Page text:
VASSALBORO – A crowd of more than 1,000, many of them Maine game wardens and law enforcement officers from across the state, filled the Maine Criminal Justice Academy on Monday to say goodbye to Maj. Gregg Sanborn.
And Sanborn, who touched many lives in Maine during his 23-year career with the Maine Warden Service, said goodbye to them.
In a 20-minute video made near the end of his life, Sanborn told his fellow wardens what working for the service had meant to him, and how much he loved the Maine outdoors.
Sanborn, who rose from field warden to the service’s second-highest rank in the course of his career, died Feb. 6 at age 47 of cutaneous T-cell lymphoma.
Colleagues and friends at his memorial service said he epitomized the Warden Service’s traditions and values.
“Gregg was an ambassador for the service, the department and the people of the state of Maine. He will be missed by anyone who ever knew him,” said Sgt. Ron Dunham, a 16-year warden service veteran.
“He is hands down the toughest man I have ever known. He said it in the video: ‘I lost, but I did not quit,’ ” said game warden Lt. Adam Gormely.
On Monday, a standing-room crowd heard the story of a warden many said exemplified the hard-working, never-give-up ethic of the service.
“He was still teaching us, right up until the end. But Gregg was a teacher,” said Chandler Woodcock, commissioner of the Department of Inland Fisheries and Wildlife.
Don Kleiner, head of the Maine Professional Guides Association, said Sanborn treated everyone with respect. He was known for his friendly, calm approach on the job.
“I met people he picked up on violations. I talked to a couple of them and they said, ‘I was wrong, but he was very much a gentlemen in the way he made the arrest,’ ” said Fred Westerberg of Fryeburg, Sanborn’s neighbor growing up.
Sanborn worked nearly everywhere in Maine, from the Sebago region to Aroostook County, Down East and around Millinocket before he was promoted to major and began working at the Augusta office in 2004.
There, he worked to improve the service. Because of state budget cuts, the number of lieutenants in the service had been reduced from five to two, each in charge of half the state’s 125 field wardens. Sanborn lobbied for a return to five lieutenants and five divisions based at different locations to better cover the state.
He also improved the interview process for new wardens and worked to hold applicants to higher standards. And he pushed for arming field wardens with rifles rather than shotguns so they could better protect themselves when dealing with armed poachers.
And he watched out for the wardens in the field.
When Maine Warden Pilot Daryl Gordon’s plane was lost in the line of duty on March 24, 2011, Lt. Tom Ward in Ashland said, Sanborn left immediately from his home in Sidney and drove four hours to the Ashland Warden Service office to help with the search.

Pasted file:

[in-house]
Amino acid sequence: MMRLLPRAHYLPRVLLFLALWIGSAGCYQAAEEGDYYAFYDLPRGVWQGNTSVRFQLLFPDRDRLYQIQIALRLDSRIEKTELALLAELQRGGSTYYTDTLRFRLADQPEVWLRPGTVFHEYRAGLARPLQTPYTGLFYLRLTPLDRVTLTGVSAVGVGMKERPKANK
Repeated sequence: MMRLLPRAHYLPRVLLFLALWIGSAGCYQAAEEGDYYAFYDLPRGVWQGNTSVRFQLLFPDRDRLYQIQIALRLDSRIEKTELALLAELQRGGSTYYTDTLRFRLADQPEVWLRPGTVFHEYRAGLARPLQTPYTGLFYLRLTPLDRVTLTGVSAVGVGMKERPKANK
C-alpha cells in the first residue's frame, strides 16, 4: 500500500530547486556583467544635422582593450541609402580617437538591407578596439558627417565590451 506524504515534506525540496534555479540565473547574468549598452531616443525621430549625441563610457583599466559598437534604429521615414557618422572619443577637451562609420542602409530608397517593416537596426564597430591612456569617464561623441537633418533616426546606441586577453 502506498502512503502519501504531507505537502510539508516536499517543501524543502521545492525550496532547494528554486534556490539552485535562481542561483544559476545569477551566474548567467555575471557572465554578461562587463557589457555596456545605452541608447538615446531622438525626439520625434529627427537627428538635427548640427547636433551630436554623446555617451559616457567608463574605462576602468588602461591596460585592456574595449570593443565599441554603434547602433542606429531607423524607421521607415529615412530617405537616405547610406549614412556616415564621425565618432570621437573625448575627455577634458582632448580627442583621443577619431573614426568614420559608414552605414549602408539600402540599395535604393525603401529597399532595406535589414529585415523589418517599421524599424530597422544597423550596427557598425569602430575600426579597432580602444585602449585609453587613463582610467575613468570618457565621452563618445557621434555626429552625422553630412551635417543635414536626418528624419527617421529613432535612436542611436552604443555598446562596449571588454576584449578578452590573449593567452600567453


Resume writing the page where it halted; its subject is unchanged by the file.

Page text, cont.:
“It was the middle of the night and he walked in the door. I couldn’t have been prouder,” Ward said. “It was just a very tough time for everyone, but Gregg was there. I never knew until I saw him then just how much this guy did behind the scenes.”
Sgt. Dunham said this was typical. He remembered Sanborn sleeping on the floors of command posts during several searches for lost children and hunters.
“He would take a blanket and lie down where he was. He was not willing to leave until the search was resolved,” Dunham said.
Sanborn put the good of the Warden Service above his own ambitions, said Col. Joel Wilkinson, warden service commander.
Sanborn was acting colonel of the service in 2008 and had applied for the top job, but Wilkinson was promoted over Sanborn to the post. Sanborn supported Wilkinson and agreed to stay as second in command.
“I met with Gregg and although he probably had some disappointment that he was not selected, he said I had to step up, that it was my job and he was concerned who the Warden Service would get if I didn’t. He became a huge advocate for me taking the role,” Wilkinson said.
“Now when I look back, me as colonel and him as major, they were just titles. We were a team. He was as dedicated to our mission as they come, to our core values. He preached it. He lived it. He loved it,” Wilkinson said.
Dunham said his friend fought cancer with the same ferocity that he applied to his work.
“He was very committed to whatever he was doing. He was committed to win. There are just some battles you can’t win,” Dunham said.
“I saw it right to the very end. I saw him fight just to stand. And then I saw him, finally, resolve that he would soon be passing. He did it very dignified. He definitely was unique. There will never be another like him.”
Staff Writer Deirdre Fleming can be reached at 791-6452 or at: